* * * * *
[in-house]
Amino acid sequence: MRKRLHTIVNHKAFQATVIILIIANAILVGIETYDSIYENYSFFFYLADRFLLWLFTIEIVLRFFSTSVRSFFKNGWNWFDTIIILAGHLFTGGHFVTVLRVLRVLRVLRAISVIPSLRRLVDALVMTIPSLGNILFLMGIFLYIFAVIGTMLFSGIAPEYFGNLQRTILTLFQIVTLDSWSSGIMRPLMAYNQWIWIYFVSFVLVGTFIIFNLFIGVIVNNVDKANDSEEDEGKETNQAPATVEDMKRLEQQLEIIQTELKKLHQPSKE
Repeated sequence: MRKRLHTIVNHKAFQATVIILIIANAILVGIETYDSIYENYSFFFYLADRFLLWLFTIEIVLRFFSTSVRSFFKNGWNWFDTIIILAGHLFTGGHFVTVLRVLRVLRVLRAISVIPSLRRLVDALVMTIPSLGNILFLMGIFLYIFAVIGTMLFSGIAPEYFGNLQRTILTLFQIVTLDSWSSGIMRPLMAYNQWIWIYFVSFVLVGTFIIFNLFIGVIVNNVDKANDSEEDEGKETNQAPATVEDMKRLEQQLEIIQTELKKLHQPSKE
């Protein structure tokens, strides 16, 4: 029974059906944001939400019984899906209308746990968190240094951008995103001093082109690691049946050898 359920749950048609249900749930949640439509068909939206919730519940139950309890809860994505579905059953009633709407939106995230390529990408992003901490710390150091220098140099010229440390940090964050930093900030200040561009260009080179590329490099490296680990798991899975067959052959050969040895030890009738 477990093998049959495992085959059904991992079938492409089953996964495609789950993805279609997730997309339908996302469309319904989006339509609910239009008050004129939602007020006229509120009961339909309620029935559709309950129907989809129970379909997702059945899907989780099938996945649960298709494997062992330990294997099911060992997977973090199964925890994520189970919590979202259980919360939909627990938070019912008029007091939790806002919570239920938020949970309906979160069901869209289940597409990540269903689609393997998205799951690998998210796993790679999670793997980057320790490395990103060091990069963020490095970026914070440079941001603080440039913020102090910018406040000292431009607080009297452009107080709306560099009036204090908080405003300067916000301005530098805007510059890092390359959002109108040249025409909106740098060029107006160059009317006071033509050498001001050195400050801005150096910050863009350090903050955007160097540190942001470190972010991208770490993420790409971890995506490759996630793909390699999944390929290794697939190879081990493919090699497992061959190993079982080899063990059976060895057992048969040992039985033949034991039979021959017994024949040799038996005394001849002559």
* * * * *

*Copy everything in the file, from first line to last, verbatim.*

[in-house]
Amino acid sequence: MRKRLHTIVNHKAFQATVIILIIANAILVGIETYDSIYENYSFFFYLADRFLLWLFTIEIVLRFFSTSVRSFFKNGWNWFDTIIILAGHLFTGGHFVTVLRVLRVLRVLRAISVIPSLRRLVDALVMTIPSLGNILFLMGIFLYIFAVIGTMLFSGIAPEYFGNLQRTILTLFQIVTLDSWSSGIMRPLMAYNQWIWIYFVSFVLVGTFIIFNLFIGVIVNNVDKANDSEEDEGKETNQAPATVEDMKRLEQQLEIIQTELKKLHQPSKE
Repeated sequence: MRKRLHTIVNHKAFQATVIILIIANAILVGIETYDSIYENYSFFFYLADRFLLWLFTIEIVLRFFSTSVRSFFKNGWNWFDTIIILAGHLFTGGHFVTVLRVLRVLRVLRAISVIPSLRRLVDALVMTIPSLGNILFLMGIFLYIFAVIGTMLFSGIAPEYFGNLQRTILTLFQIVTLDSWSSGIMRPLMAYNQWIWIYFVSFVLVGTFIIFNLFIGVIVNNVDKANDSEEDEGKETNQAPATVEDMKRLEQQLEIIQTELKKLHQPSKE
């Protein structure tokens, strides 16, 4: 029974059906944001939400019984899906209308746990968190240094951008995103001093082109690691049946050898 359920749950048609249900749930949640439509068909939206919730519940139950309890809860994505579905059953009633709407939106995230390529990408992003901490710390150091220098140099010229440390940090964050930093900030200040561009260009080179590329490099490296680990798991899975067959052959050969040895030890009738 477990093998049959495992085959059904991992079938492409089953996964495609789950993805279609997730997309339908996302469309319904989006339509609910239009008050004129939602007020006229509120009961339909309620029935559709309950129907989809129970379909997702059945899907989780099938996945649960298709494997062992330990294997099911060992997977973090199964925890994520189970919590979202259980919360939909627990938070019912008029007091939790806002919570239920938020949970309906979160069901869209289940597409990540269903689609393997998205799951690998998210796993790679999670793997980057320790490395990103060091990069963020490095970026914070440079941001603080440039913020102090910018406040000292431009607080009297452009107080709306560099009036204090908080405003300067916000301005530098805007510059890092390359959002109108040249025409909106740098060029107006160059009317006071033509050498001001050195400050801005150096910050863009350090903050955007160097540190942001470190972010991208770490993420790409971890995506490759996630793909390699999944390929290794697939190879081990493919090699497992061959190993079982080899063990059976060895057992048969040992039985033949034991039979021959017994024949040799038996005394001849002559």